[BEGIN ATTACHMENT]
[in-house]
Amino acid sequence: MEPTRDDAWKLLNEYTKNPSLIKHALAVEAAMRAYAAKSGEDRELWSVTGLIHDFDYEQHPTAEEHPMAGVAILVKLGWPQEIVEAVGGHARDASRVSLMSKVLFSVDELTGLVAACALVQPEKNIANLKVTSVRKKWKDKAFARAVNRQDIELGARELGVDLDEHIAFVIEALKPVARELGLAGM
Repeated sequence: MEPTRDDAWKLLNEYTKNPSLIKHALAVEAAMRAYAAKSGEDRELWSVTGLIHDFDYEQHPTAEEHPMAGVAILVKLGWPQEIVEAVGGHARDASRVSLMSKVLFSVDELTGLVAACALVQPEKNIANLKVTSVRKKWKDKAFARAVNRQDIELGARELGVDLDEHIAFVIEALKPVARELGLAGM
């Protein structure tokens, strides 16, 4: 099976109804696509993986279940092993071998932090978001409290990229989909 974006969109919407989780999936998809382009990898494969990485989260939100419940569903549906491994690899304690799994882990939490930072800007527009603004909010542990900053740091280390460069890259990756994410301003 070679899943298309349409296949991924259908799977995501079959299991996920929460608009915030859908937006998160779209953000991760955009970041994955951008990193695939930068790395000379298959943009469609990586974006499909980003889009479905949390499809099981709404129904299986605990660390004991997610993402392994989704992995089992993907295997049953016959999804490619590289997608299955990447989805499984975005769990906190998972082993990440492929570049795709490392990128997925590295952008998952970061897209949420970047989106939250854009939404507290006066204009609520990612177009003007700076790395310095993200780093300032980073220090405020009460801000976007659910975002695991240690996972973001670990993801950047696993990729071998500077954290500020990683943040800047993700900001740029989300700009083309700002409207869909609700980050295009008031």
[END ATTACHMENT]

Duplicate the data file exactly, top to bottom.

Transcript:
[in-house]
Amino acid sequence: MEPTRDDAWKLLNEYTKNPSLIKHALAVEAAMRAYAAKSGEDRELWSVTGLIHDFDYEQHPTAEEHPMAGVAILVKLGWPQEIVEAVGGHARDASRVSLMSKVLFSVDELTGLVAACALVQPEKNIANLKVTSVRKKWKDKAFARAVNRQDIELGARELGVDLDEHIAFVIEALKPVARELGLAGM
Repeated sequence: MEPTRDDAWKLLNEYTKNPSLIKHALAVEAAMRAYAAKSGEDRELWSVTGLIHDFDYEQHPTAEEHPMAGVAILVKLGWPQEIVEAVGGHARDASRVSLMSKVLFSVDELTGLVAACALVQPEKNIANLKVTSVRKKWKDKAFARAVNRQDIELGARELGVDLDEHIAFVIEALKPVARELGLAGM
């Protein structure tokens, strides 16, 4: 099976109804696509993986279940092993071998932090978001409290990229989909 974006969109919407989780999936998809382009990898494969990485989260939100419940569903549906491994690899304690799994882990939490930072800007527009603004909010542990900053740091280390460069890259990756994410301003 070679899943298309349409296949991924259908799977995501079959299991996920929460608009915030859908937006998160779209953000991760955009970041994955951008990193695939930068790395000379298959943009469609990586974006499909980003889009479905949390499809099981709404129904299986605990660390004991997610993402392994989704992995089992993907295997049953016959999804490619590289997608299955990447989805499984975005769990906190998972082993990440492929570049795709490392990128997925590295952008998952970061897209949420970047989106939250854009939404507290006066204009609520990612177009003007700076790395310095993200780093300032980073220090405020009460801000976007659910975002695991240690996972973001670990993801950047696993990729071998500077954290500020990683943040800047993700900001740029989300700009083309700002409207869909609700980050295009008031």